Johnny Quest Thinks we’re Sellouts introduces an important element in post-Nirvana punk-rock, including ska-core. The notion of selling-out to a major record label, so bemoaned in 70‘s punk, so despised in 80‘s hardcore, becomes a realistic commercial incentive in 90’s punk-rock. “Johnny Quest” was a late-‘80s cartoon show that in the early 90’s changed to digital animation: a clear sell-out in the eyes of Less than Jake. If a sell-out such as that thinks the band is selling-out, the two indistinguishable singers self-deprecate, they certainly must be. But Less than Jake “tries to keep the prices low for our records and our shows.” That seems good, right? “But is that enough,” he imagined addressee (reader, listener, themselves) of the song questions, “or is it that we’re not punk enough, or is it that you think ska just sucks.” Nice parallel syntax.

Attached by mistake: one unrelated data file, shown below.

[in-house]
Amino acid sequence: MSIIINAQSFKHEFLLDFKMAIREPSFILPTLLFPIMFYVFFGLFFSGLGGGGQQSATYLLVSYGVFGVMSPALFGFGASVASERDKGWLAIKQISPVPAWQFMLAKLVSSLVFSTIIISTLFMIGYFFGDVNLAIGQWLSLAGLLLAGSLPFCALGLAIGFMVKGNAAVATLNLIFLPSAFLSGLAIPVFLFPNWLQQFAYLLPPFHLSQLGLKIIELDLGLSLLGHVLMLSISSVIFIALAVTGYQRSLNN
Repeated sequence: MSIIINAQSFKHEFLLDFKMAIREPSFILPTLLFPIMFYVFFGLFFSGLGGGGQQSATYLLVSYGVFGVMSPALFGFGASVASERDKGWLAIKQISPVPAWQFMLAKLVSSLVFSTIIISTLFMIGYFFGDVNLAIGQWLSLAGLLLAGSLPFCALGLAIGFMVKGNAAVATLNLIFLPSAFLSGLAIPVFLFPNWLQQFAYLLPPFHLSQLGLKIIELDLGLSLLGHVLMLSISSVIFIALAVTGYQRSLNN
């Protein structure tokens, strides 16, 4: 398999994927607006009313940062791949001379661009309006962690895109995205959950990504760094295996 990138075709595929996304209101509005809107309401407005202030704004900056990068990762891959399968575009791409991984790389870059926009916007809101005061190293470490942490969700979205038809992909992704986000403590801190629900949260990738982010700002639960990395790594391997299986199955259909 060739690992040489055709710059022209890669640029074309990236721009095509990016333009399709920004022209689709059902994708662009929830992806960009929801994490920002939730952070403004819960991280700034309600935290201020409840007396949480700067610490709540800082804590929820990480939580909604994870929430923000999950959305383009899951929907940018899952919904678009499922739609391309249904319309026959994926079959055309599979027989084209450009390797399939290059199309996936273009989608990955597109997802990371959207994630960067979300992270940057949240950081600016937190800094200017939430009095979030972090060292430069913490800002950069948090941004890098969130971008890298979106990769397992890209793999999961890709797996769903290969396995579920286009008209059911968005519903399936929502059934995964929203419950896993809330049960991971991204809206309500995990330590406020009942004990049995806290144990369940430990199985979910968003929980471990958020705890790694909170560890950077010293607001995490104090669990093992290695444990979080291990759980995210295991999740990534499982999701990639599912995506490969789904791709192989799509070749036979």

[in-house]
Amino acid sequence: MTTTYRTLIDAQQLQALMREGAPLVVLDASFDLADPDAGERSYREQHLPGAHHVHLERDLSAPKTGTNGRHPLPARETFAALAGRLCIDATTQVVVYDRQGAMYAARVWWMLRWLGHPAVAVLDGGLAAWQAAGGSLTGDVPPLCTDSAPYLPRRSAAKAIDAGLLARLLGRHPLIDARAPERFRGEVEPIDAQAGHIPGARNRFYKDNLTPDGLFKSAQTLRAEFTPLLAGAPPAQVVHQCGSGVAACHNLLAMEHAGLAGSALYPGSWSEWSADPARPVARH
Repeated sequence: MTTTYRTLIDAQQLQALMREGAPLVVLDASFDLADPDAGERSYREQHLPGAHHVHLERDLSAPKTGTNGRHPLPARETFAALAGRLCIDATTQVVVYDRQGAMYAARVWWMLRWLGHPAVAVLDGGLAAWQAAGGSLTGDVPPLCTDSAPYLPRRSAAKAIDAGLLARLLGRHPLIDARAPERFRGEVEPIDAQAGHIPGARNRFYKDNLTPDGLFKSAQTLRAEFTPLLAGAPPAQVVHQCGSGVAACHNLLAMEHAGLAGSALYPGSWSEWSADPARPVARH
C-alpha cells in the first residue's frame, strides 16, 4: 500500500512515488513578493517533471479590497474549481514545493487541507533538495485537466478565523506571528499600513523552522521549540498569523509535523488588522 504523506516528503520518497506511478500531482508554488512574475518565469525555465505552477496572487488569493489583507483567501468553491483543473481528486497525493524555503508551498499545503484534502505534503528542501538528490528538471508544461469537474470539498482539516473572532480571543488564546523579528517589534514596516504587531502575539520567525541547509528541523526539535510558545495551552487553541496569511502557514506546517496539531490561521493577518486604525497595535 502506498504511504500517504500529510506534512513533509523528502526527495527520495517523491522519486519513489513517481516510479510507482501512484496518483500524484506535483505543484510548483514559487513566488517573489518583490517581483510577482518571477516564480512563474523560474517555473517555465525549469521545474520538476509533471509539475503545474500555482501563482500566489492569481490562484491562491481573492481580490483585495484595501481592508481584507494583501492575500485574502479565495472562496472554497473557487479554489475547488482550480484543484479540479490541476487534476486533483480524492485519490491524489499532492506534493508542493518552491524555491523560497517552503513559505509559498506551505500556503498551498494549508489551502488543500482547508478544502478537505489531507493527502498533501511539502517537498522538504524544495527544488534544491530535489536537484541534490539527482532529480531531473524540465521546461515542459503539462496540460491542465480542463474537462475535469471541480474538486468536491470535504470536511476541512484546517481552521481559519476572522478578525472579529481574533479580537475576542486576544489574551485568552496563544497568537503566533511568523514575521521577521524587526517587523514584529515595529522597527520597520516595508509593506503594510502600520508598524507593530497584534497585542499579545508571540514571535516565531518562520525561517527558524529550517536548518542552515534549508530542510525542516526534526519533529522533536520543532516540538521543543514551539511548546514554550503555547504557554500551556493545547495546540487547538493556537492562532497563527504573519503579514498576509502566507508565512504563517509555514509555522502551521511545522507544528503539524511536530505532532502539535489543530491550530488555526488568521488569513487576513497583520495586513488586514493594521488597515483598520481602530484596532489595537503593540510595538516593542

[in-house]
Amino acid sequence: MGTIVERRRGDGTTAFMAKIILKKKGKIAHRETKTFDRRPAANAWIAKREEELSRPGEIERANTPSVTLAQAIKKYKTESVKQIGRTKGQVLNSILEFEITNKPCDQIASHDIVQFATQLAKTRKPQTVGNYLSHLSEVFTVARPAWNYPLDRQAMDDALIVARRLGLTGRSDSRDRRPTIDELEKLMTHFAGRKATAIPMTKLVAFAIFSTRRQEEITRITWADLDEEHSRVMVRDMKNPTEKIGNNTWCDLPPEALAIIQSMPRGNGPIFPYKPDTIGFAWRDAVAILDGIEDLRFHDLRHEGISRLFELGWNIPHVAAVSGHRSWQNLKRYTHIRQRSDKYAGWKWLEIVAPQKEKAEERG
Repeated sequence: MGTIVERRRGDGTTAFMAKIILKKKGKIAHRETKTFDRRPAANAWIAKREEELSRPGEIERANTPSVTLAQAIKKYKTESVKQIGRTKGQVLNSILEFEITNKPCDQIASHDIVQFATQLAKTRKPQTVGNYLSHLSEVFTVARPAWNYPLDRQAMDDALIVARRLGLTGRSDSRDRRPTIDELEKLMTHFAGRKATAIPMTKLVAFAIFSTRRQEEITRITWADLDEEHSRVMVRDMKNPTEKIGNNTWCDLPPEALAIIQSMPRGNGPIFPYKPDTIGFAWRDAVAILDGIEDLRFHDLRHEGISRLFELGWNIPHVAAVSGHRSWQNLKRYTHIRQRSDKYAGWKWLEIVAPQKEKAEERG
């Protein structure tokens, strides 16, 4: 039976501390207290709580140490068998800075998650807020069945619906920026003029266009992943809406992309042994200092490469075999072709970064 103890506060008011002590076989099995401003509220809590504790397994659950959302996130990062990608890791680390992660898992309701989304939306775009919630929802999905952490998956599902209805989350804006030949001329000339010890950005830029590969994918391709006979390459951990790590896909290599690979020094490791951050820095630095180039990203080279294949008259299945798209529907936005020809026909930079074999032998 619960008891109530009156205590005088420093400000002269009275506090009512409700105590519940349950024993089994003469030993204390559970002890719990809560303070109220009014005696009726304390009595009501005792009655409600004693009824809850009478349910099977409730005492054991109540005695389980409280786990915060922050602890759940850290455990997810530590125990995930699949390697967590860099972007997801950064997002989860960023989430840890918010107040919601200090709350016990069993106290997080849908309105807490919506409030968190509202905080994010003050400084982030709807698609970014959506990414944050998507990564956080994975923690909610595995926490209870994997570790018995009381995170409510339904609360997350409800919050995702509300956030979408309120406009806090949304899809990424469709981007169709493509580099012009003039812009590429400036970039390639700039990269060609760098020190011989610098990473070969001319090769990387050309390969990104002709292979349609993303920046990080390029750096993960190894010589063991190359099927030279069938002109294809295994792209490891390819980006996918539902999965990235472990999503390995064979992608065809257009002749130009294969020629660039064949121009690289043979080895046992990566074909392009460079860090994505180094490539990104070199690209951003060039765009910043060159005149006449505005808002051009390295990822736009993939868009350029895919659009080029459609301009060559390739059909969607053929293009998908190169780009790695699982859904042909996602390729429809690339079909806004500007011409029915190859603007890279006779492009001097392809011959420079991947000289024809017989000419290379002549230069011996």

Punk-enough status aside, what makes these punk-rockers sing? For Less than Jake on Shotgun, drive-by shootings. “Shotgun,” he yawps, “no on ever thinks about it.” Good idea, Less than Jake, let’s think about it. Throw the Brick wonders, “what he has to lose? What’s to lose, anyhow. If he throws this rock will it all be solved now?” This offers a solution to the problem of youthful frustration: meaningless destruction of property. It matters little if the solution is effective in the emotional space of Youth Culture, for what does one have to lose, when there is nothing to lose, anyhow.
Growing up on the Couch is sincere societal commentary and critique. “How many things that you believe are straight out of TV and magazines… when comfort comes before truth.” This is an ideological system under critique. The magazine syndicate forces constructions of beauty— powered by the white-male— as well as the success/failure binary, the Faustian dream of fame, and being better than one’s neighbors. Yet still susceptible to those very binaries is the notion of truth/falsity; advice to lyricists out there, concern yourself not with truth, but with honesty.